Barry Smith: Irrelativity | AspenTimes.com

Barry Smith: Irrelativity

Barry Smith
The Aspen Times
Aspen CO Colorado
Jordan Curet The Aspen Times
ALL | The Aspen Times

I saw Muhammad in an order of nachos.

Yep, Muhammad, the Prophet, right there in my order of nachos. I know what he looks like because I’ve seen that South Park episode. His lips were formed by slices of black olive, and they explained to me that it was not his idea, the killing and the bombing and the hatred and so forth. Not entirely his idea. He said that Bin Laden wasn’t really his spokesman, not really. I believed he was telling the truth, or at least what he believed to be the truth. I could see both the passion and sadness in his eyes. There was even a tear, but that could have been because his eyes were made of jalapeno slices.

His sour cream turban was flecked with bits of ground beef, giving it some realistic foreshortened perspective – this was a VERY lifelike plate of food – and I was thankful that I’d ordered the Nachos Grande and NOT the Nachos Supreme. Those come with pork green chili. That would have been awkward.

Why, I wondered, possibly aloud, in a world where Jesus appears in spaghetti dinners and Mother Teresa in cinnamon rolls, do I see Muhammad in an order of nachos? I don’t have any real connection to Muhammad … I just wanted a snack.

“Terrorism is very subjective,” the plate of nachos said. “Consider the history of your own country, the violence and genocide and repression and global strong-arming. And this is in no way a justification of the violence carried out in my name. Just something to think about before pointing fingers.”

He pointed a melted-cheddar finger to demonstrate.

Waiter!

“Everything OK here, sir?” the waiter asked. “More salsa?”

“Actually, these nachos are bringing up some points that I’m both intellectually and emotionally unprepared to deal with.”

“Oh yeah,” he replied. “The Nachos Grande. That happens a lot. Can I bring you something else from the bar menu?”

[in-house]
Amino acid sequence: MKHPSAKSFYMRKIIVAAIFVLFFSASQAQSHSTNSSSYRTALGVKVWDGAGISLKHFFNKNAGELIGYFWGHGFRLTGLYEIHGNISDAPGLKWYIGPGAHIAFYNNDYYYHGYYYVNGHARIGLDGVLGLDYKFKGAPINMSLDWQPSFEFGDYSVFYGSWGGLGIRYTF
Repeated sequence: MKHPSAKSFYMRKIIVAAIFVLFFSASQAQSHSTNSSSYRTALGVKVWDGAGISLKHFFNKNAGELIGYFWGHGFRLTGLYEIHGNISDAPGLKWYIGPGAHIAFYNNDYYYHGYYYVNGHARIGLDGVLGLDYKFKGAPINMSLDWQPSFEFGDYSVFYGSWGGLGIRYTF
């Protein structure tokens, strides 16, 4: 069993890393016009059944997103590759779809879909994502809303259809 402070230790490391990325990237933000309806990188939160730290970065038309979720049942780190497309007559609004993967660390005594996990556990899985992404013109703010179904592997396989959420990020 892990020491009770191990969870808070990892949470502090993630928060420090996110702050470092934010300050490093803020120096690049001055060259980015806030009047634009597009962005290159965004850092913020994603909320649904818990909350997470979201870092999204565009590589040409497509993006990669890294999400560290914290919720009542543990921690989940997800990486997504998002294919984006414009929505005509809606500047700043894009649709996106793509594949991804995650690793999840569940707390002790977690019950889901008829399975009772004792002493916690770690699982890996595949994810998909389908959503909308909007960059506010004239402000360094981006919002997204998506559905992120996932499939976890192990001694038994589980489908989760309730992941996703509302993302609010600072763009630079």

“Hmmmm … how are the mozzarella sticks?”

“I like them a lot, sir, though some people have complained that they occasionally arrange themselves on the plate in a way that resembles Hitler.”

“Oh. That’s not cool. Well, how about the buffalo wings?”

“Very spicy. Slight chance of seeing Charlton Heston in them,” he replied.

“Charlton Heston as Moses?”

“No, just Charlton Heston.”

“I’ll pass, then. How’s the tuna carpaccio?”

“Zoroaster.”

“Really? I’m not even sure who that is, so I doubt I’d recognize him. How about the pot stickers?

“Pol Pot.”

“Yeah, that would make sense, I guess. How ’bout the fried calamari?”

“That’s a little unpredictable,” the waiter replied. “It’s new on our menu, and so far we’ve had reports of L. Ron Hubbard, Jacques Cousteau and Houdini. Seems to depend on the kind of oil the chef uses.”

“Do you have any appetizers that don’t accidentally resemble someone famous?” I asked.

“Hmmm … good question. Lemmee see …” he said, running his finger slowly down the menu. “Ummm, Lincoln, Marilyn Monroe, Pee Wee Herman, Lao Tzu, Elvis – oh, but we’re out of those at the moment – Amelia Earhart, Sid Vicious, Yvonne De Carlo, Karl Malden … no, I guess we don’t.”

“All right, then … just give me whatever you have that looks like Lennon,” I said, sliding the barely-touched nacho plate towards him.

“One order of cabbage rolls coming right up,” he said.

“JOHN Lennon.”

“Oh, of course. The strawberry and goat cheese bruscetta. Excellent choice.”


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